A Plaque for 7 Prescott Street
Halfway down a by-street of one of our New England towns stands a house on 7 Prescott.
Behind the walls of this simple edifice, the history of one family can be traced. No heads of state were born here. No titans of industry. No sports heroes. Just some commonly uncommon folks – veterans of wars, hard work and raviolis.
This house was built on top of the cooled embers of the Great Salem Fire by my grandfather, Giuseppe Giunta, a Sicilian immigrant who died forty years before I was born. None of us now living ever had the chance to meet him and with only a single solemn portrait to ponder, we have all speculated about his character and his life. What was he like? What did he go through coming to this country, raising such a large brood, buying a house, seeing it burn to the ground eleven days after he paid it off, and then building a completely new one? Just a couple years after his house was constructed he was struck by a motorcycle, hit his head on a trolley track and died on the corner of Lafayette Street and Ocean Ave. All we really know is that he was persistent and incredibly unlucky.
July 22nd would have been my Mom's 100th birthday – she came up just a couple years short. She loved this house her father built. She was born in the same room she eventually died, and in the long stretch of time between those moments she wrapped many a lively conversation here with her laughter. On July 22nd, a Sunday, as is our tradition, a large group of us gathered here to continue those conversations over much food and drink. We thought about Giuseppe, Josephine and the whole lot of Lottas and Giuntas who stamped this place with their spirit.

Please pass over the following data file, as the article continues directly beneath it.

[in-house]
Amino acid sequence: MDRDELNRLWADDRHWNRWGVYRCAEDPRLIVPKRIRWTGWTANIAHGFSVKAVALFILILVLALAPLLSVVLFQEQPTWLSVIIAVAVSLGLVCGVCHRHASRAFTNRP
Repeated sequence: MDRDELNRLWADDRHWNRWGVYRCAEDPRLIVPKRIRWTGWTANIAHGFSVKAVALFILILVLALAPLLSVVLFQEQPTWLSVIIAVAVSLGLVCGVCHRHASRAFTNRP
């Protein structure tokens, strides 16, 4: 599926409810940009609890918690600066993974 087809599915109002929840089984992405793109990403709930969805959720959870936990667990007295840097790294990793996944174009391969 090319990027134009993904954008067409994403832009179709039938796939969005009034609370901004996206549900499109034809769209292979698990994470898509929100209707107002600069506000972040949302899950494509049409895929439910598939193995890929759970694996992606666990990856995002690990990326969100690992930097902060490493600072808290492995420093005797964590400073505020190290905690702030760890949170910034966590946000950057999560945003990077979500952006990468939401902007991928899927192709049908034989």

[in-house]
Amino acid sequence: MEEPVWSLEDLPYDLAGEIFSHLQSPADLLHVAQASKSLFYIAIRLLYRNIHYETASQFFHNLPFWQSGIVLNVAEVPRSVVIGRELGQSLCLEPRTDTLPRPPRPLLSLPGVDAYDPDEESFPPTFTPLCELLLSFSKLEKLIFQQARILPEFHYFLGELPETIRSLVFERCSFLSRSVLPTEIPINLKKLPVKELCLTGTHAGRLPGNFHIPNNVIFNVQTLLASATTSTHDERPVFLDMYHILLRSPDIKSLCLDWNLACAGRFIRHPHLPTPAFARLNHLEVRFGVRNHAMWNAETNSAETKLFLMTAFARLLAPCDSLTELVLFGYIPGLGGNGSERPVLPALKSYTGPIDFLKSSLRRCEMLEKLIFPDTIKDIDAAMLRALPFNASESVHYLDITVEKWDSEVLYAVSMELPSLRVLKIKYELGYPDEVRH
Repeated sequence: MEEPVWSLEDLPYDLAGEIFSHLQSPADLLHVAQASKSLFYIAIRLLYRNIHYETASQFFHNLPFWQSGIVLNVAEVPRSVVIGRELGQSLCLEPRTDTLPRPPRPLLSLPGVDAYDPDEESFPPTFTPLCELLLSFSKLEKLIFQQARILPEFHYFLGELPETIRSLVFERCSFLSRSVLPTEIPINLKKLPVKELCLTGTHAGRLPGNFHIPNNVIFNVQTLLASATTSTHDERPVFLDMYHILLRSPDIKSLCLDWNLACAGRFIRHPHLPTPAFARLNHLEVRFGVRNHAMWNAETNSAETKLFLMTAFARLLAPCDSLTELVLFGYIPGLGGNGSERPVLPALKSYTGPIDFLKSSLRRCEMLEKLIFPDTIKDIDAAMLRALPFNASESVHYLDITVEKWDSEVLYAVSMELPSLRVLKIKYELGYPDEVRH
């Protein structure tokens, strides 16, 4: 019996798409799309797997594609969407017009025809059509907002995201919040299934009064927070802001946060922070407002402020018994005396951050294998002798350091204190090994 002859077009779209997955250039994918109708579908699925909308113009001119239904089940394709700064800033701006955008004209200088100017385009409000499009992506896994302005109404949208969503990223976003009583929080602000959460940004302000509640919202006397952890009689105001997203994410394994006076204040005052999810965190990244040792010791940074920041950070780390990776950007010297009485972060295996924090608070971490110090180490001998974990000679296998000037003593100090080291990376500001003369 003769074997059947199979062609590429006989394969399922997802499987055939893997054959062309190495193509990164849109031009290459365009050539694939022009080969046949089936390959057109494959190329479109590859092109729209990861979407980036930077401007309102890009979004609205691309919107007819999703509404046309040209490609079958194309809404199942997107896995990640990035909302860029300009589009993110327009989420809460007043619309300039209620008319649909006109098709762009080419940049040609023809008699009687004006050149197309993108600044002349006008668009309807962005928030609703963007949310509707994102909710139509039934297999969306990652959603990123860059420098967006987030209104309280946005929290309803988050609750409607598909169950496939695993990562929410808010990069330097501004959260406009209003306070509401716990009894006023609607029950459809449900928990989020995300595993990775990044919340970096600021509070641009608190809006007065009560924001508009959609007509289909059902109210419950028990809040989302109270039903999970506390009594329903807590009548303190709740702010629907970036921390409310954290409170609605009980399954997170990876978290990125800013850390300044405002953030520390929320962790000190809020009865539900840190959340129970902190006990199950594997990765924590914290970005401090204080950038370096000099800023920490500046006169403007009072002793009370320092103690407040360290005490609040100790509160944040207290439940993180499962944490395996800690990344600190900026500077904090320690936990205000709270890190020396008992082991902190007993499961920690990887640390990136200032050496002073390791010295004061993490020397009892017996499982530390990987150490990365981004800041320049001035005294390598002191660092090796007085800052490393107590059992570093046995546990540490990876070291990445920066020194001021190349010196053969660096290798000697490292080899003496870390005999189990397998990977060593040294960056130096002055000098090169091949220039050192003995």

With the help of Historic Salem, Inc., this place has now been properly marked. We appreciate the recognition. Our history here is not the one that most people associate with Salem, but it is ours. It belongs to a time and place in this city that is usually overlooked. We've been told that this may be the first Historic Salem, Inc. house plaque bearing an Italian name. We hope it starts a trend so that new inhabitants and casual strollers alike will recognize a twentieth-century pattern on the houses of this city's by-streets; will ask questions; will start to understand the Twice-Told Tales that have echoed around the corners of these blue-collar neighborhoods in many languages and that, over time, have become our shared experience.
– Joe Cultrera
8/14/2018 08:38:16 am
Beautiful well told story, Thank you for sharing the history of a hard working family
8/14/2018 12:31:09 pm
Lovely! Well told story. Thank you for sharing!!
8/14/2018 06:28:48 pm
What a wonderful story. I know all of my Italian relatives in Salem are very proud of this historic accomplishment.
8/16/2018 03:25:15 am
I'm at 52 Winthrop in a house also built in 1914 by an Italian just after the fire. His name is etched on the precipice of the house. I would love to know the history of the house as each of the four units is built in train car style formerly having a long common hallway serving all the rooms off it. Such an unusual layout. Was it once a rooming house for workers at the textile mill? It's a mystery. I've been to the Inspector's office without success. Wonder if Historic Salem could help. Any suggestions?
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